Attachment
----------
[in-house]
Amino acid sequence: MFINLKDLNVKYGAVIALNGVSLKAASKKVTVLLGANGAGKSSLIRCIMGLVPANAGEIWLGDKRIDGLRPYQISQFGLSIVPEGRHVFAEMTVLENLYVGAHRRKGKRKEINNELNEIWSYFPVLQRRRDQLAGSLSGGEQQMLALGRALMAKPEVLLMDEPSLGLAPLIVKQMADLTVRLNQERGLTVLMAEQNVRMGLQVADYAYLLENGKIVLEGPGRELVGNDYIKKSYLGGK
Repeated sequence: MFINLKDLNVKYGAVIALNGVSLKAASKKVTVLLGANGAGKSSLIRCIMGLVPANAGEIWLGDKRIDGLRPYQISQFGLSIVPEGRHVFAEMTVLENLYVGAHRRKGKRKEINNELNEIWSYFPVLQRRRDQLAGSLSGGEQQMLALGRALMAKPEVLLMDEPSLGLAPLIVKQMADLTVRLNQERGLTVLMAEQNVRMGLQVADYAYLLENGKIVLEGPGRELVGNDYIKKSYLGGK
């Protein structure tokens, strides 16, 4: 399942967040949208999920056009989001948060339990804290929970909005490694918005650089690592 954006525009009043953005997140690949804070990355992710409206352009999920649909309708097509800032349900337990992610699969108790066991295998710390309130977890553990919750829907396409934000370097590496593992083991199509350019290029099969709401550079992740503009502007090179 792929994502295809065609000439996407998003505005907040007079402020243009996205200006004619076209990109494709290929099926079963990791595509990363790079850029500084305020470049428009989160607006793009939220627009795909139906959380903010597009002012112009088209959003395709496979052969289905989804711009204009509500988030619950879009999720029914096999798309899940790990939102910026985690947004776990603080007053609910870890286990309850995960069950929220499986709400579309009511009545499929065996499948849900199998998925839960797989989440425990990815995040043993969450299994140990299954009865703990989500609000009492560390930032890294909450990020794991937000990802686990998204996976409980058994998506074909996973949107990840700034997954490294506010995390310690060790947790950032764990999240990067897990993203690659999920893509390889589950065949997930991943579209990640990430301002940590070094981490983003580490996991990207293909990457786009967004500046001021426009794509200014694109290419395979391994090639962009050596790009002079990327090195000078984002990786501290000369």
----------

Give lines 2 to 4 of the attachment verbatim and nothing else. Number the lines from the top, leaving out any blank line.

Amino acid sequence: MFINLKDLNVKYGAVIALNGVSLKAASKKVTVLLGANGAGKSSLIRCIMGLVPANAGEIWLGDKRIDGLRPYQISQFGLSIVPEGRHVFAEMTVLENLYVGAHRRKGKRKEINNELNEIWSYFPVLQRRRDQLAGSLSGGEQQMLALGRALMAKPEVLLMDEPSLGLAPLIVKQMADLTVRLNQERGLTVLMAEQNVRMGLQVADYAYLLENGKIVLEGPGRELVGNDYIKKSYLGGK
Repeated sequence: MFINLKDLNVKYGAVIALNGVSLKAASKKVTVLLGANGAGKSSLIRCIMGLVPANAGEIWLGDKRIDGLRPYQISQFGLSIVPEGRHVFAEMTVLENLYVGAHRRKGKRKEINNELNEIWSYFPVLQRRRDQLAGSLSGGEQQMLALGRALMAKPEVLLMDEPSLGLAPLIVKQMADLTVRLNQERGLTVLMAEQNVRMGLQVADYAYLLENGKIVLEGPGRELVGNDYIKKSYLGGK
């Protein structure tokens, strides 16, 4: 399942967040949208999920056009989001948060339990804290929970909005490694918005650089690592 954006525009009043953005997140690949804070990355992710409206352009999920649909309708097509800032349900337990992610699969108790066991295998710390309130977890553990919750829907396409934000370097590496593992083991199509350019290029099969709401550079992740503009502007090179 792929994502295809065609000439996407998003505005907040007079402020243009996205200006004619076209990109494709290929099926079963990791595509990363790079850029500084305020470049428009989160607006793009939220627009795909139906959380903010597009002012112009088209959003395709496979052969289905989804711009204009509500988030619950879009999720029914096999798309899940790990939102910026985690947004776990603080007053609910870890286990309850995960069950929220499986709400579309009511009545499929065996499948849900199998998925839960797989989440425990990815995040043993969450299994140990299954009865703990989500609000009492560390930032890294909450990020794991937000990802686990998204996976409980058994998506074909996973949107990840700034997954490294506010995390310690060790947790950032764990999240990067897990993203690659999920893509390889589950065949997930991943579209990640990430301002940590070094981490983003580490996991990207293909990457786009967004500046001021426009794509200014694109290419395979391994090639962009050596790009002079990327090195000078984002990786501290000369």